Figure 2
Figure 2. Scatterplot between PBR and outcomes of microvascular perfusion.
The perfused boundary region (PBR), a measurement for glycocalyx accessibility to red blood cells (RBC), is associated significantly with spatio-temporal aspects of microvascular perfusion variables: A) RBC filling percentage (percentage of time in which a particular vascular segment is perfused) B) Valid microvascular density. In particular, lower PBR (less accessible glycocalyx, thus a better and thicker glycocalyx) is associated with higher RBC filling percentage (temporal perfusion).
Figure 3
Figure 3. Schematic illustration on relation between glycocalyx accessibility and microvascular perfusion regulation.
A) Healthy state: Intact glycocalyx prevents red blood cells (RBC, red dots) from penetrating into its domain, reflected by a low perfused boundary region (PBR), and nicely aligned elongated RBC. The vessels are well perfused (higher tube hematocrit of microvessel and elongated shape of erythrocyte) resulting in a higher percentage of vessel segments with RBC present at any particular time point (high RBC filling percentage). B) Risk State: Altered composition of glycocalyx (lined dots) allows RBCs to penetrate deeper into the glycocalyx, closer to the anatomical border of lumen (endothelium), reflected by the high PBR. Due to the widening of RBC distribution width and volume, there is more space in between each RBC, as shown by decreased RBC filling percentage (less positive contrast per vascular segment per time point). Also, prolonged state of glycocalyx degradation leads to edematous and non-functioning vessels, leading to shorter vessel density per area of tissue (reduced valid microvascular density in risk PBR), depicted by the loss of bottom vessel.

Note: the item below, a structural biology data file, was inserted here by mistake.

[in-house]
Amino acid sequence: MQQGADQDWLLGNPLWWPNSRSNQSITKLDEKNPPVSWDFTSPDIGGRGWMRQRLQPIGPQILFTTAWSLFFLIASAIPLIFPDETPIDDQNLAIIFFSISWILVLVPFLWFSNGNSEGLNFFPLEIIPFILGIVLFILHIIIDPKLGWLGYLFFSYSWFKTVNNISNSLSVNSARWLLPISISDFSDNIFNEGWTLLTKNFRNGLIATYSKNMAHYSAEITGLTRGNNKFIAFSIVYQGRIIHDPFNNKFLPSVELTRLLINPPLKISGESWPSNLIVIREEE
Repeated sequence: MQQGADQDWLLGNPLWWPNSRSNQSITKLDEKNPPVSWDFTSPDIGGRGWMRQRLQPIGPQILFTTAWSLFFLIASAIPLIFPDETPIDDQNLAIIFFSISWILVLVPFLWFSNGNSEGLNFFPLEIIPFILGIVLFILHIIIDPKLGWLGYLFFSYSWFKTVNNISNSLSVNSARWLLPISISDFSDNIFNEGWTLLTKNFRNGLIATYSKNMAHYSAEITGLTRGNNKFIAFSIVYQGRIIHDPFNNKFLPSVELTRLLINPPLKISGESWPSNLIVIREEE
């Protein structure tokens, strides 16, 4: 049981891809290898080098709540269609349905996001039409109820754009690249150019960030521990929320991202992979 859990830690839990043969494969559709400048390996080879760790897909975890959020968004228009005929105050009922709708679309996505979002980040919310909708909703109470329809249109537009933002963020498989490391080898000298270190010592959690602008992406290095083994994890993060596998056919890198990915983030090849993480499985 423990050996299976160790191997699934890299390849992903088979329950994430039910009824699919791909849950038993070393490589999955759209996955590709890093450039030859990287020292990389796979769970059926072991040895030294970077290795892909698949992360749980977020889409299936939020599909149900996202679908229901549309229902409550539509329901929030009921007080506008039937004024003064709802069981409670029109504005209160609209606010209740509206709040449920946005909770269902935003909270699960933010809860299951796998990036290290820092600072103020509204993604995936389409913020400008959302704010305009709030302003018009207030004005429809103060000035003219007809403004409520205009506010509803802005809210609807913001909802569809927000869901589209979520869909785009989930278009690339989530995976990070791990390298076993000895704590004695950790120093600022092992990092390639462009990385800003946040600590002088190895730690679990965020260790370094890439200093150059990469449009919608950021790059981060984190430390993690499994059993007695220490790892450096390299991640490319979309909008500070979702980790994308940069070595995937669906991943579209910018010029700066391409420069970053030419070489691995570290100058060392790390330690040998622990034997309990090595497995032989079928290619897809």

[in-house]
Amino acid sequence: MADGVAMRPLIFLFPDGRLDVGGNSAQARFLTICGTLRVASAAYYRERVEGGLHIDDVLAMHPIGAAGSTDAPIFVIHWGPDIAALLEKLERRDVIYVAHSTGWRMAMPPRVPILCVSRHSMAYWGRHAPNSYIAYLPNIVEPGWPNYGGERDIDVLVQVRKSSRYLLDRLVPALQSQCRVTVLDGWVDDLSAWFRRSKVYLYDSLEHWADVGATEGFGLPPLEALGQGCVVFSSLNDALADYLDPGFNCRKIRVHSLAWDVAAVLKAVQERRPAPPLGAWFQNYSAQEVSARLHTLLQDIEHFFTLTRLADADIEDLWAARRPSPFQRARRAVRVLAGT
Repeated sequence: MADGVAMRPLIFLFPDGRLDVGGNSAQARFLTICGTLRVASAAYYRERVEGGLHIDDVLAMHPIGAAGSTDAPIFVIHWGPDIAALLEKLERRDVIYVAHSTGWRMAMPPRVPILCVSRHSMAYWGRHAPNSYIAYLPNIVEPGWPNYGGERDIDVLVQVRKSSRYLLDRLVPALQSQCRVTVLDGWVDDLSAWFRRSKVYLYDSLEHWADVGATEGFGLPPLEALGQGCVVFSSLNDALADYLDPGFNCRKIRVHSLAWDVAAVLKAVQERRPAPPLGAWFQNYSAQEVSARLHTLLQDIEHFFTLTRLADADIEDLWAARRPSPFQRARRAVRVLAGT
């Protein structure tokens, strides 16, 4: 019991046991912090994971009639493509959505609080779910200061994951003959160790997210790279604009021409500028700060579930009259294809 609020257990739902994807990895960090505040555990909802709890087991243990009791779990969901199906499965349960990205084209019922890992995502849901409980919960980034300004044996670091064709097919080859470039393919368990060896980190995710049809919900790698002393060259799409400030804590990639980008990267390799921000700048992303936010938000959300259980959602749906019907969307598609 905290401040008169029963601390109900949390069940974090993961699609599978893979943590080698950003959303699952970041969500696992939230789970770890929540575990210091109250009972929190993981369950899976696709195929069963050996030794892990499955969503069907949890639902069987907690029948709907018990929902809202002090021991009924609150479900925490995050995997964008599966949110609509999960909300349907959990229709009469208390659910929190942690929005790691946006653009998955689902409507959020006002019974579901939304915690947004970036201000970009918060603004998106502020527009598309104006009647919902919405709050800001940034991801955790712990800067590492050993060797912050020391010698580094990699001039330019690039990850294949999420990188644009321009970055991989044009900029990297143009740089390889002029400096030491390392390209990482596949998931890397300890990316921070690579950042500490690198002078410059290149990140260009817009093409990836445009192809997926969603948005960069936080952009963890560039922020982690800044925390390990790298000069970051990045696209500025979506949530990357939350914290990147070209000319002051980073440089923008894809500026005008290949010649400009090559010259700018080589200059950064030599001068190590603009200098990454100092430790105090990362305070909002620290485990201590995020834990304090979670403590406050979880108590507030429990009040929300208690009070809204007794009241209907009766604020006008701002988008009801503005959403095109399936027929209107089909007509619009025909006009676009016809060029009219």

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Grant support

This work was supported by the Dutch Kidney Foundation [grant number C08.2265 and CP09.03]. The NEO study is supported by participating departments, the Division and the Board of Directors of the Leiden University Medical Center, and by the Leiden University, Research Profile Area ‘Vascular and Regenerative Medicine’. The funders had no role in study design, data collection and analysis, decision to publish, or preparation of the manuscript.